# Puck momentum problem

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1. Nov 1, 2016

### ChrisBrandsborg

1. The problem statement, all variables and given/known data
A hockey puck of mass M hits two other, identical pucks of mass m. The two pucks fly off with the same speed vf at angles of ±θ relative to the direction the original puck was travelling (see figure). The original puck had initial speed vi, and the two other pucks were initially at rest. We will assume that the pucks are sliding frictionlessly on the ice.

a) If the collision is elastic and the first puck ends up at rest after the collision, what is the final speed vf of the two other pucks and the angle θ?

b) What relation must one require between m and M in order for the scenario of a) to be possible? What happens if this requirement on m and M is not met?

For each question, provide an algebraic expression in terms of (some or all of) M, m, vi.

2. Relevant equations
Ek: 1/2mvi2 = 1/2mvf2

3. The attempt at a solution
a) Ek conserved:

1/2Mvi2 = 2(1/2mvf2)

vf = √(Mvi)2/2m

How do I find the angle?

Px = 0 -> 0 = 2mvf⋅sinθ
Py = 0 -> Mvi = 2mvf⋅cosθ

I know the angle should be 45°, but can't figure out exactly how to get there.

b) 1/2Mvi = 2(1/2mvf)

Make an equation for M:

M = 2m (vf2/vi2)

Which means that if this requirement isn't met, than its not elastic and K is not conserved.

Last edited: Nov 1, 2016
2. Nov 1, 2016

### PeroK

This is correct. Almost: I didn't notice those brackets.

This last equation is not what they are looking for. This is simply energy conservation. Instead, you need to combine this with an equation you get from conservation of momentum.

3. Nov 1, 2016

### ChrisBrandsborg

Mvi = 2 (mvf) ? That is conservation of momentum?

4. Nov 1, 2016

### PeroK

No. Momentum is a vector. It has $x$ and $y$ components. As you had in your first post.

5. Nov 1, 2016

K.E. = ½mv²

6. Nov 1, 2016

### PeroK

Yes, I didn't look closely enough. I've edited my original response.

7. Nov 1, 2016

### ChrisBrandsborg

Why isn't the first one correct?

8. Nov 1, 2016

### PeroK

You seem to be struggling with latex a bit. Look at post #5. You've defined KE with $v$ rather than $v^2$. Then you get $(Mv)^2$ rather than $Mv^2$ and finally you seem to get the right answer for $M$, which all suggests you may just be mistyping.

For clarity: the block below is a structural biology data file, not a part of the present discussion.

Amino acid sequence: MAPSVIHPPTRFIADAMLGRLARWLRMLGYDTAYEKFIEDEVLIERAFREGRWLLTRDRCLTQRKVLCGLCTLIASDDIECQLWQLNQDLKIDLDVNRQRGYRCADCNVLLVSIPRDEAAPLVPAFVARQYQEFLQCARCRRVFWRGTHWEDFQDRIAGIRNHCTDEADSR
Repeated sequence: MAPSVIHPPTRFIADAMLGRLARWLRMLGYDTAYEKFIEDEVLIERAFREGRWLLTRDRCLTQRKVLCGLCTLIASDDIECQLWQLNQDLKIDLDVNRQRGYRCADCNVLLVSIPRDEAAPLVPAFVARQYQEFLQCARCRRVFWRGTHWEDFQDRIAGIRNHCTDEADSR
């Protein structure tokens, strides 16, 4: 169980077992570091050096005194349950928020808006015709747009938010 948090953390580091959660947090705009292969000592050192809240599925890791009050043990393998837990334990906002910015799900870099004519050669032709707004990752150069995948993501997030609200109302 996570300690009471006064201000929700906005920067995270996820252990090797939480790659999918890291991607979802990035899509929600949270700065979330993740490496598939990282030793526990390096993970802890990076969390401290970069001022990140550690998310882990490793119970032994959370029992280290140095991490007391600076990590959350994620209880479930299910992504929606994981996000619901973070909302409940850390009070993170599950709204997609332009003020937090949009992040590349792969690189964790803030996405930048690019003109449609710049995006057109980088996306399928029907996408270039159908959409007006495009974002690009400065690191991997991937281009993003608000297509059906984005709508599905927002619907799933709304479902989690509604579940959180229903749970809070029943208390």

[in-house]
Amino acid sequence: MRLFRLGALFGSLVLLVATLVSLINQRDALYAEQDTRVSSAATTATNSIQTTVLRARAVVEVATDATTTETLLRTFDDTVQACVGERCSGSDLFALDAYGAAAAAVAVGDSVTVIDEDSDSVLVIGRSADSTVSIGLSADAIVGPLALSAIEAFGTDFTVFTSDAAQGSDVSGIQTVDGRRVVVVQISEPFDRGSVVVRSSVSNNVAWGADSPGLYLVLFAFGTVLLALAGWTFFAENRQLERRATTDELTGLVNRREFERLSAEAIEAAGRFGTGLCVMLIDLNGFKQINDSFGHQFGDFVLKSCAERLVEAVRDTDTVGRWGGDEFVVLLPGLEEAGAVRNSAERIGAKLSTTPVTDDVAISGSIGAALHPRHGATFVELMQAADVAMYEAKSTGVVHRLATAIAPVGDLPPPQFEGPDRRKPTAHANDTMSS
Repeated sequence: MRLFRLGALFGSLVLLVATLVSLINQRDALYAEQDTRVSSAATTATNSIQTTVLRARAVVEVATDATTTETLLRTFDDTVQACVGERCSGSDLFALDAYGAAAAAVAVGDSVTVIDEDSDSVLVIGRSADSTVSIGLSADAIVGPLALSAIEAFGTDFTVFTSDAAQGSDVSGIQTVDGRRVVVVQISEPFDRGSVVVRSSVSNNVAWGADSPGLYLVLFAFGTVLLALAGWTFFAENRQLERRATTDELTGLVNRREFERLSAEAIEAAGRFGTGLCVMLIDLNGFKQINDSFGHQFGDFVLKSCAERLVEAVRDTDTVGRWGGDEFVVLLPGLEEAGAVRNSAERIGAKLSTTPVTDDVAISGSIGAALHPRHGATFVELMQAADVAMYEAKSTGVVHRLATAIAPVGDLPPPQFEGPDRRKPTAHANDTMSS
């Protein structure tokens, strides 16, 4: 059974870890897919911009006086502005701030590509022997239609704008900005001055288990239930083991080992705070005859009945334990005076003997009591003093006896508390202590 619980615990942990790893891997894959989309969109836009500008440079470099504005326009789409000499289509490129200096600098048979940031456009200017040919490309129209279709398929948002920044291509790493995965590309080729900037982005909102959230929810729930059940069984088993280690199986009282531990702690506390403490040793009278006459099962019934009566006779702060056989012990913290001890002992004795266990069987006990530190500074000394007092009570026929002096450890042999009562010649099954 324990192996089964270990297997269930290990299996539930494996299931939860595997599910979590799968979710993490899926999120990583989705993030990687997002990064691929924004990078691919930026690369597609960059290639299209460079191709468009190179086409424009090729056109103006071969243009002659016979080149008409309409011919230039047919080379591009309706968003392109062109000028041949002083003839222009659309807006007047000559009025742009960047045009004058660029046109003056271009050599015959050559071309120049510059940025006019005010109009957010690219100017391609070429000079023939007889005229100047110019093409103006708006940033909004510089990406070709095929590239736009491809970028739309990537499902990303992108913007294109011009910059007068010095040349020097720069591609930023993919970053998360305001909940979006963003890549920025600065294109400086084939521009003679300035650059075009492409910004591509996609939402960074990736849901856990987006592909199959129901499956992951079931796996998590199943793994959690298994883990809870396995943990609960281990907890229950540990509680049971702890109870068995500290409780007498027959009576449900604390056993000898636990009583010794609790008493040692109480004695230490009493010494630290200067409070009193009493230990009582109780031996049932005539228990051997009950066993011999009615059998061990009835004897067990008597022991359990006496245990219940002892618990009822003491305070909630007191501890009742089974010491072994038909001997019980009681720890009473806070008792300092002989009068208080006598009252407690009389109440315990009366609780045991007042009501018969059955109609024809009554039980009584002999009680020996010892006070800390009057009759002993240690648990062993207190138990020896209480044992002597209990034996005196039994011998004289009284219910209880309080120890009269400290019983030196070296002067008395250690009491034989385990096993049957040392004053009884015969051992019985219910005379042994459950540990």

9. Nov 1, 2016

### ChrisBrandsborg

Oh yeah, I see that I´ve been mistyping.. I meant v2

10. Nov 1, 2016

### PeroK

Okay, just to take stock. You have, from conservation of energy:

$v_f^2 = \frac{Mv_i^2}{2m}$

Now, conservation of momentum?

11. Nov 1, 2016

### ChrisBrandsborg

Yes, and from conservation of momentum:

Px: 0 = 2mvf⋅sinθ
Py: Mvi = 2mvf⋅cosθ

12. Nov 1, 2016

### PeroK

The first equation is clearly not correct. That implies $\theta = 0$. Remember that momentum is a vector so you must respect the direction the object is moving. The first equation is not needed for this question anyway. But, you need to understand why it's wrong.

What can you do with the second?

13. Nov 1, 2016

### ChrisBrandsborg

Do I put my equation for vf into my two equations for momentum?

14. Nov 1, 2016

### PeroK

The first equation is of little interest in this problem. Focus on the second.

15. Nov 1, 2016

### ChrisBrandsborg

Oh, I thought since they are moving only in y-direction, the x equation has to be = 0 (but I guess it´s just = 0), not 0 = 2mvfsinθ ?
Hmm.. what I can I do with the second one.. Hmm. Can I put $v_f = √\frac{Mv_i^2}{2m}$ in for vf ?

16. Nov 1, 2016

### ChrisBrandsborg

Oh okay.. hmm

17. Nov 1, 2016

### ChrisBrandsborg

Do I need something else? Or can I just divide by 2mvf to get cosθ alone?

18. Nov 1, 2016

### PeroK

Sounds like a plan!

19. Nov 1, 2016

### PeroK

Why not just do it and see?

20. Nov 1, 2016

### ChrisBrandsborg

I thought you told me that the first equation wasn't relevant for finding the angle?